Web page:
Posted: November 2, 2015
Since 1 August 1989 those that hold an interest in a commercial property or land have had the ability to remove the usual VAT exemption that would apply to any use or disposal of that property or land – this was always formally referred to as the ‘election to waive exemption’, but more commonly known as the ‘option to tax’.
The making of the option is a relatively straightforward exercise in itself – it basically meant that a decision was taken by the interest holder to remove the exemption. Equally straightforward is the notification of that decision to HMRC, involving completion of the relevant HMRC online form.
The tricky part of the process is the actual making of the decision to opt and whether it is allowable (there are restrictions), practical (the charging of VAT can be an onerous issue) and beneficial (the amount of VAT on expenditure that may be recovered as a result of opting).
Having made the option to tax, it effectively lasts for 20 years, and as the 20th anniversary of the introduction of the option passed in 2009 there are many opted interests in properties and pieces of land that have remained in place beyond their envisaged shelf life.
One problem that crops up increasingly is the lack of any supporting evidence recording the fact that such an option was made all those years ago, as the passing of time and updating and replacement of systems and personnel mean that such decisions and documentation can disappear into the distance.
“Never fear” shouts the intrepid business owner “I’ll just ask HMRC to confirm what they were told all those years ago”. “Not so fast” replies the person who has tried to do just that “HMRC are currently taking more than 50 working days to respond to such requests!”
This can cause problems, such as when a property transaction is about to complete and the vendor wants to charge 20% VAT on top of the asking price. It is perfectly normal for the purchaser to want to see evidence that this is a legitimate charge, in other words that the vendor has opted to tax.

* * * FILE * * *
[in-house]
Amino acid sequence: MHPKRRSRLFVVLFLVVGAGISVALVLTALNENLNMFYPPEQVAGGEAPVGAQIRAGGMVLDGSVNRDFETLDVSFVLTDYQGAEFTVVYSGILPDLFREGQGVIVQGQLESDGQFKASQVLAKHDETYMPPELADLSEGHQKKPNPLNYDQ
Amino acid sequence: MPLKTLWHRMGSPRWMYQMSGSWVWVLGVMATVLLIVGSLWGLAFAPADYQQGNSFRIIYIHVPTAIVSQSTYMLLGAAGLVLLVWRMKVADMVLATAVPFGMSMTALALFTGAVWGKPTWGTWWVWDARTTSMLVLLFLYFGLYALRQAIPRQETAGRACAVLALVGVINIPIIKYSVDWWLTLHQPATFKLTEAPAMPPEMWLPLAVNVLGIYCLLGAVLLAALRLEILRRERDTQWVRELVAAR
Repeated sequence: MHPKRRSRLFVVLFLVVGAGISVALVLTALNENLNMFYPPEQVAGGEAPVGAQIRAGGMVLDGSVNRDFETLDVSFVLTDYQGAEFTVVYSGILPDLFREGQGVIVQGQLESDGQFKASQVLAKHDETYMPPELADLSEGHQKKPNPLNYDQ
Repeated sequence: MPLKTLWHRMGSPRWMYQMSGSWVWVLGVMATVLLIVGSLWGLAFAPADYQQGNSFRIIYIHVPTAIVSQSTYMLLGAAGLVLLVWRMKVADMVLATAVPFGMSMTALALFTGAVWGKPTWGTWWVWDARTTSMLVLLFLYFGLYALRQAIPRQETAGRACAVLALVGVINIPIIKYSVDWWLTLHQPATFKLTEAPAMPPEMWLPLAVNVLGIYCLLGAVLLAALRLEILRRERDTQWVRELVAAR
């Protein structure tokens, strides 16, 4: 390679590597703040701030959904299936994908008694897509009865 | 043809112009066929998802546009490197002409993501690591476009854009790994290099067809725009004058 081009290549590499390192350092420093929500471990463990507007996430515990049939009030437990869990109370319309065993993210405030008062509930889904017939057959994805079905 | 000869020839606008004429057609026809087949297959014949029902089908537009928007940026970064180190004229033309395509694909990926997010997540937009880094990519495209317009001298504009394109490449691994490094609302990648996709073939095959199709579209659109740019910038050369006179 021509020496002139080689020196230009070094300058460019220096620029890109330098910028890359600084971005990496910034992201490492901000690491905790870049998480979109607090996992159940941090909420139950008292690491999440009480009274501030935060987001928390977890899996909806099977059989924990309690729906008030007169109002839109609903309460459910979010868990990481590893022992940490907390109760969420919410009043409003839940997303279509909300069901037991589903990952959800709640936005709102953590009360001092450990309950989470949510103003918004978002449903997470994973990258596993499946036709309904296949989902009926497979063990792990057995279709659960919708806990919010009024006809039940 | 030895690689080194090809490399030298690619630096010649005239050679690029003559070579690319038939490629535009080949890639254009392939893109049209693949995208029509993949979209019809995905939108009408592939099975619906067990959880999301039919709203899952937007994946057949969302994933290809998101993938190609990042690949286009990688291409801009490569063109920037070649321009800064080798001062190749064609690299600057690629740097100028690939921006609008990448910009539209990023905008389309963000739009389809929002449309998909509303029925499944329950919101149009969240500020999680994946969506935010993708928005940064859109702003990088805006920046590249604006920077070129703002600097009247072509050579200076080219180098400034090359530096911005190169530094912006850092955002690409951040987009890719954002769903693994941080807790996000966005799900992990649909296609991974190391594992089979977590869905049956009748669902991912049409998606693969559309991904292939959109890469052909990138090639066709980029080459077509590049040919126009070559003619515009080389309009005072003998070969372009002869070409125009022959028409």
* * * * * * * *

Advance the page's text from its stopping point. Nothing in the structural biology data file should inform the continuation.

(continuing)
Without that evidence, it is unlikely that anyone would feel confident in paying over what could be a substantial amount. Even when the property forms part of a going concern business that is being transferred and no VAT is being charged, it is vital to establish whether the property has been opted, as this can be a decisive element of whether VAT is actually chargeable on the transaction or not.
Good record keeping is easy for others to preach about, but with the best will in the world paperwork does get mislaid and memories fade for even the most efficient of businesses. The lengthy delays in obtaining the confirmation of decisions made many years ago can be hugely costly and may cause proposed transactions to fail.
If you’re not sure if there is an option to tax applied to commercial land or property owned by your business, then now might be a good time to have a quick look back and see whether you have the relevant paperwork available, and if necessary place your request for help with HMRC in their lengthy queue.